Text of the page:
Friday, 10 May 2013


Being my 4th time racing one of the staples of the Womens calendar I was excited when I saw an extra day was added to the Bedford 3-day. I feel it really shows the progression of domestic womens racing has over the last few years. The fact that organisers have enough interest that they can add another day and a 3 /4 cat womens support race to the event really shows this growth. Bunches are bigger, racing is faster, more exciting and it’s becoming harder to call who is going to win the events, as there are so many riders capable of doing so. 

So many people have already written race reports or blog about the weekends racing, but here’s my ramblings on my experiences from the #B3D13

Stage 1

After arriving to the race HQ in lovely sunshine, and getting a super detailed run down of the course from guesting teamie Clem all that seemed to be left was to don my race kit and pop for a quick spin to warm up a bit. Alas the great british weather managed to do a full 360 and we managed to begin the race in what felt like freezing rain, making me feel my warm up spin was pretty pointless, not surprisingly this set my tourettes and I was twitching mid bunch for a good five minutes before it settled down and we began the four laps we had of the race circuit.

Photos: Courtesy of Huw Williams

As I felt the race nearing the descent with a bit of dodgey left hander that Clem had warned us about I moved up to keep out of trouble and I’m very glad I did because as I exited the corner unscathed I heard a crash. Unfortunately quite a lot of the rest of the bunch didn’t make it round or were caught up behind it. With the pace high it seemed like it was gonna be a hard task for rider to get back on. Passing the finish I managed to get some points in what I thought was the sprint competition, but transpired to actually be the QOM competition!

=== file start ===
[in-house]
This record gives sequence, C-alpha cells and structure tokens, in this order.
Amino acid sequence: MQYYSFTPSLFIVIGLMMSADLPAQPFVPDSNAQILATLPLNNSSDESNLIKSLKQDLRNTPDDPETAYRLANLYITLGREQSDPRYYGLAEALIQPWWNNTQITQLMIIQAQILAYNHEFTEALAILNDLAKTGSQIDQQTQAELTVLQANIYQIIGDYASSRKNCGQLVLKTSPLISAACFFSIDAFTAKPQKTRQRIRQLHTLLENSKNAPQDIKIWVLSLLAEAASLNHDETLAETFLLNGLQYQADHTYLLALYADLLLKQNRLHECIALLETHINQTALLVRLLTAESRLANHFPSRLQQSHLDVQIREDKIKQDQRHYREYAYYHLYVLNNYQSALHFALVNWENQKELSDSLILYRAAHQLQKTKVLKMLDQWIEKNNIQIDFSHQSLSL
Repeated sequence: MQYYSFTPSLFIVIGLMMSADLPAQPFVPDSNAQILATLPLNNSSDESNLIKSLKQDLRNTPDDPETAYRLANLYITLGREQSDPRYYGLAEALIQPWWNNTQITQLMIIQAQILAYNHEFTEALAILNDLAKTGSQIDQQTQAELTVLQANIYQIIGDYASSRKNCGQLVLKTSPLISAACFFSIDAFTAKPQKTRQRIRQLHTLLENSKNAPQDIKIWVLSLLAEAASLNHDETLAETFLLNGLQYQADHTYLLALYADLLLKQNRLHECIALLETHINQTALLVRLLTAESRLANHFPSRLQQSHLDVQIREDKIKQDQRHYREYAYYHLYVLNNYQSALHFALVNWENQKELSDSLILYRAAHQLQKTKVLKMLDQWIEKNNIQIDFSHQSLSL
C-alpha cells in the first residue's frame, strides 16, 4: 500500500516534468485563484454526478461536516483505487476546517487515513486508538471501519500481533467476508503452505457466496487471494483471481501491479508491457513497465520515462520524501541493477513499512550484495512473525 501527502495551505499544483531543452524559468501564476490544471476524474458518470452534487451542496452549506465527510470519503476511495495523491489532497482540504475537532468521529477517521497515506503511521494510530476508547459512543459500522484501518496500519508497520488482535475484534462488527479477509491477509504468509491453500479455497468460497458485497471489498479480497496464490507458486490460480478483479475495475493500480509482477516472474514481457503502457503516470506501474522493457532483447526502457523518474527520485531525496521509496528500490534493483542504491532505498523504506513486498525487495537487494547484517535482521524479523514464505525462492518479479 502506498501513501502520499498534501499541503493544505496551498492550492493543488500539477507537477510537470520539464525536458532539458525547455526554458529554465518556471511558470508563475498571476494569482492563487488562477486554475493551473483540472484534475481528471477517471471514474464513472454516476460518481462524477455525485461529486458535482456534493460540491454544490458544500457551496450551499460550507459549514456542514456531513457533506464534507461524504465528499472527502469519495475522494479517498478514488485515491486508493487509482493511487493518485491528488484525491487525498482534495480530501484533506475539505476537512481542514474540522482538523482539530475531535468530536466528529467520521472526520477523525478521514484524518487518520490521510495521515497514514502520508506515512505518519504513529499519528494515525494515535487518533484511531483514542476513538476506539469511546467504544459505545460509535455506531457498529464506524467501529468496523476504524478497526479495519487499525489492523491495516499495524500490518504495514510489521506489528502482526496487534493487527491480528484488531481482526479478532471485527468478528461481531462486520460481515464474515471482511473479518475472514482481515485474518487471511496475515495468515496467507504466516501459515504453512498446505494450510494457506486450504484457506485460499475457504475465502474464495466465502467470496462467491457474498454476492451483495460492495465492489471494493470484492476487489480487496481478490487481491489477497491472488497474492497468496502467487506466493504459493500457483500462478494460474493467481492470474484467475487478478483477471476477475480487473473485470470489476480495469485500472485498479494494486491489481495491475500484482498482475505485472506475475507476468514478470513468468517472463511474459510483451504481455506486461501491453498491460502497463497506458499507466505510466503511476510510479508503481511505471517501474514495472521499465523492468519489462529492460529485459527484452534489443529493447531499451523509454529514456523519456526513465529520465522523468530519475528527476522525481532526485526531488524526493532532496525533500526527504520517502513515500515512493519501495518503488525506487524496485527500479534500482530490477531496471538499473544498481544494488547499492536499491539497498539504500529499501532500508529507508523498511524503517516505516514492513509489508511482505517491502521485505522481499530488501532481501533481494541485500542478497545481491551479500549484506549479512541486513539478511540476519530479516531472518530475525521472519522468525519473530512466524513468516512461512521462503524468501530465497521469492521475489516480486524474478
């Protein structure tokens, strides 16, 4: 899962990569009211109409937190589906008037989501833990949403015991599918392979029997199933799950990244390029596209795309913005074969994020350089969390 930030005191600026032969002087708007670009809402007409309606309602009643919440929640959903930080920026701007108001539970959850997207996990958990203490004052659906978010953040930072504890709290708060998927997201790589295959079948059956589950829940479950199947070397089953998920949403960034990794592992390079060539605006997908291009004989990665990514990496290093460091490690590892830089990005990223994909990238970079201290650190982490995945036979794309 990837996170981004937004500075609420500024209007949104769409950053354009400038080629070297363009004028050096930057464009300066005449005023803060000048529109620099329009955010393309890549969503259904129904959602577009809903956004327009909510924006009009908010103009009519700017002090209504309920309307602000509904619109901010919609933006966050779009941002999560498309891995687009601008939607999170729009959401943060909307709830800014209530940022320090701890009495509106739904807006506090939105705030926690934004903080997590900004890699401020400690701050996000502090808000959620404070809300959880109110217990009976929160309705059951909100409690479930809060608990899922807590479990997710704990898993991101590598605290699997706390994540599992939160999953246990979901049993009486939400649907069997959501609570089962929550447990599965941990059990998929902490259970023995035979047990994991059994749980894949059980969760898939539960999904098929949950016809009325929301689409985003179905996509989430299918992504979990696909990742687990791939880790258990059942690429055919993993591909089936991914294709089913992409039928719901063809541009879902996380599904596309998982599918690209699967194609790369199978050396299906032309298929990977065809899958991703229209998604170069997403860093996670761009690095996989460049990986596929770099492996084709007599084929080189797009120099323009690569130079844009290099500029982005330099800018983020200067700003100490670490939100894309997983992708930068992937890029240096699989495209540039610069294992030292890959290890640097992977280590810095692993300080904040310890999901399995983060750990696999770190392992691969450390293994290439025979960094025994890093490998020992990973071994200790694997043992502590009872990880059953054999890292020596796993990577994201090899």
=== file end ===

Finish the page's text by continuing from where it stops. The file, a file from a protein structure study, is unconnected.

The next lap on the same dodgy corner I managed to snap a spoke, I rolled to the back of the bunch to look for neutral service and a spare wheel. To my dismay though I watched it pull in allowing a few of the stronger riders that were making it back to the lead group after the crash. After a wheel change the chase was on to back to the lead bunch, but as I passed riders and tried to avoid random cars that had got inbetween the race and me it seemed it was gonna be harder than I initially anticipated. A strong headwind on part of the course meant I was in no mans land, but luckily I joined a group of a few riders also chasing back on. Just as I did so I hit a pothole and punctured my front tyre and with neutral service ahead of me it was game over. 

When I got back to race HQ I was not happy, and thoughts of a decent position on GC had evaporated. However I was cheered up hearing that Clem had won one of the sprints but annoyed for my other teamies Adel and Emily who had also suffered with puncture and got caught up in the crashes.

To top the day off and although somehow managing to avoid the two crashes that had occurred in the race I slammed my finger in the boot of my car! Surely things couldn’t get any worse, tomorrow was a new day with two more stages to come!

Stage 2

Day 2 was based at Keysoe and has been for years so I knew the courses pretty well, first on the days menu was a team time trial. With the least amount of riders of all the teams we weren’t expecting a great result as it was four to count for the finish as that was all we had. We came up with a game plan working out how to shelter our younger rider, Emily, best and ensure we all finished together with a solid time. Not having practiced together before I think we did bloddy well and finished a respectable joint 6th place!

Stage 3